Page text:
There are some authors that define *idealized 1-dimensional white noise* as a *generalized* stochastic process $\{\dot W_t\}_{t\geq 0}$ with the following properties:

- It is a mean zero Gaussian process.
- If $t_1\neq t_2$ then $\dot W_{t_1}$ and $\dot W_{t_2}$ are independent.
- It is a stationary process.

However, in several references I have read so far, I do not see an explicit construction of this process with index set $T=\mathbb{R}^+$. Rather, white noise is defined in the following two ways.

**White noise indexed by a $\sigma$-algebra of a $\sigma$-finite measure space.**

Let $(M,\mathcal{F},\sigma)$ be a $\sigma$-finite measure space and let $T$ be the collection of all sets in $\mathcal{F}$ of finite measure. White noise $\{W_A\}_{A\in T}$ is then defined as mean zero Gaussian process such that the following hold.

- For each $A\in T$, $W_A$ is a normal random variable with zero mean and variance $\sigma(A)$.
- If $A, B\in T$ and $A\cap B=\emptyset$ then $W_A$ and $W_B$ are independent.
- For all $A,B\in T$ we have that $W(A\cup B)=W(A)+W(B)-W(A\cap B)$.

We use some version of the Bochner-Minlos theorem to get the existence of such a process. It has the property that for any $A,B\in T$ that $\text{Cov}(W_A,W_B)=\sigma(A\cap B)$. Note that if $M=\mathbb{R}$, $\mathcal{F}=\mathcal{B}$ is the Borel $\sigma$-algebra and $\sigma=\lambda$ is the Lebesgue measure then the process $$\{B_t\}_{t\geq 0}:=\left\{W\left((0,t]\right)\right\}_{t\geq 0}$$ is just regular Brownian motion.

**White noise indexed by Shwartz functions.**

Let $T:=\mathcal{S}(\mathbb{R})$ be the Shwartz space rapidly decreasing smooth functions. Let $\Omega:=\mathcal{S'}(\mathbb{R})$ be the space of tempered distributions equipped with the cylinder algebra $\mathscr{C}$. Another version of the Bochner-Minlos theorem states that there is a probability measure $\mathbb{P}$ on $(\Omega,\mathscr{C})$ such that $$\int_\Omega e^{i\langle \omega,\varphi\rangle} d\mathbb{P}(\omega)=\exp\left(-\frac{1}{2}\|\varphi\|_{L^2(\mathbb{R})}\right),\;\;\;\text{ for all }\varphi\in T.$$ White noise is then defined as $$W(t,\omega):=\langle \omega, \varphi \rangle,\;\;\;\text{ for all }(t,\omega)\in T\times \Omega. $$ Note that for $\omega\in\Omega$ and for any $\varphi\in L^2(\mathbb{R})$ one can define $\langle \omega,\varphi\rangle$ by using a sequence of functions $\{\varphi_n\}$ in $T$ that converge to $\varphi$. This allows to define the following: $$B_t(\omega):=\langle \omega,\mathbf{1}_{(0,t]}\rangle,\;\;\;\text{ for all }t\in\mathbb{R}^+. $$ Then $\{B_t\}$ is just one dimensional Brownian motion.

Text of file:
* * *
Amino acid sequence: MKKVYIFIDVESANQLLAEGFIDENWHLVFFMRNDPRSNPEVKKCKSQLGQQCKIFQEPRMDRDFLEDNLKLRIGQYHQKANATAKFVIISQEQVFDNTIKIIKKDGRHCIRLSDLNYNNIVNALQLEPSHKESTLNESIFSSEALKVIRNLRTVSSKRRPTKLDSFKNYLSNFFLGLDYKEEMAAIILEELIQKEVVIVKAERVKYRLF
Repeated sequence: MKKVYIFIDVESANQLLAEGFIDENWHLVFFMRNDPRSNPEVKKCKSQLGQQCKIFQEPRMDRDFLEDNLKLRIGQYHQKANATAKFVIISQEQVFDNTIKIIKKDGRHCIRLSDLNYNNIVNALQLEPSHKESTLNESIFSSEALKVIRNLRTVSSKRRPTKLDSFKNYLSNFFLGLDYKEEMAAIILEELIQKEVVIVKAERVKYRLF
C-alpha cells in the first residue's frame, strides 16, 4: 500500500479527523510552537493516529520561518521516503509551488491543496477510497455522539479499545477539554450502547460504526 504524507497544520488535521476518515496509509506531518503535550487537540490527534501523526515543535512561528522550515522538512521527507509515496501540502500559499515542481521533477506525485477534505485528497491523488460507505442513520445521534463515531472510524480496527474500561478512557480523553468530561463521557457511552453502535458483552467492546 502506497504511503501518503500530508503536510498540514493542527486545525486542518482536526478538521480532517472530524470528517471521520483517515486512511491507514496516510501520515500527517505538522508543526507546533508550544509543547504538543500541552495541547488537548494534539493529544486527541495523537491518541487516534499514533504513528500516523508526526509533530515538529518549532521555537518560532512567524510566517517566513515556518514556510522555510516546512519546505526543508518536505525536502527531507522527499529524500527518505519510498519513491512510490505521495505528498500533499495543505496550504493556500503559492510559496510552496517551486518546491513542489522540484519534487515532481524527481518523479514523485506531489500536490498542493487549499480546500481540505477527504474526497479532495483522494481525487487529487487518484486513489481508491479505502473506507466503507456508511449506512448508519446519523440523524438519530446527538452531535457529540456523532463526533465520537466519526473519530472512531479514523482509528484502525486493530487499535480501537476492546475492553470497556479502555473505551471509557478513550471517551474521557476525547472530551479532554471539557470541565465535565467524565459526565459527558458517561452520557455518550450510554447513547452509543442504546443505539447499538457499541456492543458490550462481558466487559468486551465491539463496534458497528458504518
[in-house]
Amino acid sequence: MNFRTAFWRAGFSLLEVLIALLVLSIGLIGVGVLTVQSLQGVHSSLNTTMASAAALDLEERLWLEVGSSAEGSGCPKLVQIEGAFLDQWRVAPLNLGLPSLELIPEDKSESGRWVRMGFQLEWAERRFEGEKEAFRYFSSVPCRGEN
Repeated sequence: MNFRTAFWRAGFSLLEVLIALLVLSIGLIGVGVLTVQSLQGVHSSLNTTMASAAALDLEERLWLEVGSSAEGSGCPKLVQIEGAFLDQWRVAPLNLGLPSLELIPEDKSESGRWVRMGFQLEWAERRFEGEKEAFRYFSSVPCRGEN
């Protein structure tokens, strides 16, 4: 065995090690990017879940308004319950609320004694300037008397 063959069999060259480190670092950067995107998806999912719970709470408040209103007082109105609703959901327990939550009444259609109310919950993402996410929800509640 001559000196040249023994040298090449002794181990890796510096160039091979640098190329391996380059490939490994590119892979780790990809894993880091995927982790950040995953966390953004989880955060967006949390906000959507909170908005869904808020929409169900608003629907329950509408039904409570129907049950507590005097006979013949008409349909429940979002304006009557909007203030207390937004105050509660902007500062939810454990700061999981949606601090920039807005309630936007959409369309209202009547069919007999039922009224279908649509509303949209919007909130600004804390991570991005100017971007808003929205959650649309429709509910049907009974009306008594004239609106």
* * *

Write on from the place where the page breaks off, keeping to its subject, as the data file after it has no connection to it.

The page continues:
**The Question:**

As you can see, one can use white noise (defined in any of the above ways) to construct Brownian motion.

- Can we use white noise $W$ to construct idealized white noise $\dot W$?
- Is there another way to construct $\dot W$?

* My idea:* (can skip this part)

We can use the second construction of white noise above to define a process called the *smoothed white noise process*. It is defined as follows: For $\varphi\in L^2(\mathbb{R})$ and any $t\in \mathbb{R}$ let $$\varphi_t(x):=\varphi(t-x),\;\;\;\text{ for }x\in \mathbb{R}.$$ Then define
$$W_\varphi(t,\omega):=W(\varphi_t,\omega)=\langle \omega,\varphi_t\rangle,\;\;\;\text{ for all }(t,\omega)\in T\times\Omega. $$

$W_\varphi$ is then a zero mean stationary Gaussian process with constant variance equal to $\|\varphi\|_{L^2}$. It has the properties that for any $t_1\neq t_2$, if $\varphi_{t_1}$ and $\varphi_{t_2}$ have disjoint supports then $W(t_1,\cdot)$ and $W(t_2,\cdot)$ are independent.

So I was thinking, if we take a sequence $\{\varphi_n\}$ in $C_c^\infty(\mathbb{R})$ with shrinking supports, then would the sequence of smoothed white noises $\{W_{\varphi_n}\}$ converge (in a appropriate sense) to an idealized white noise $\dot W$?

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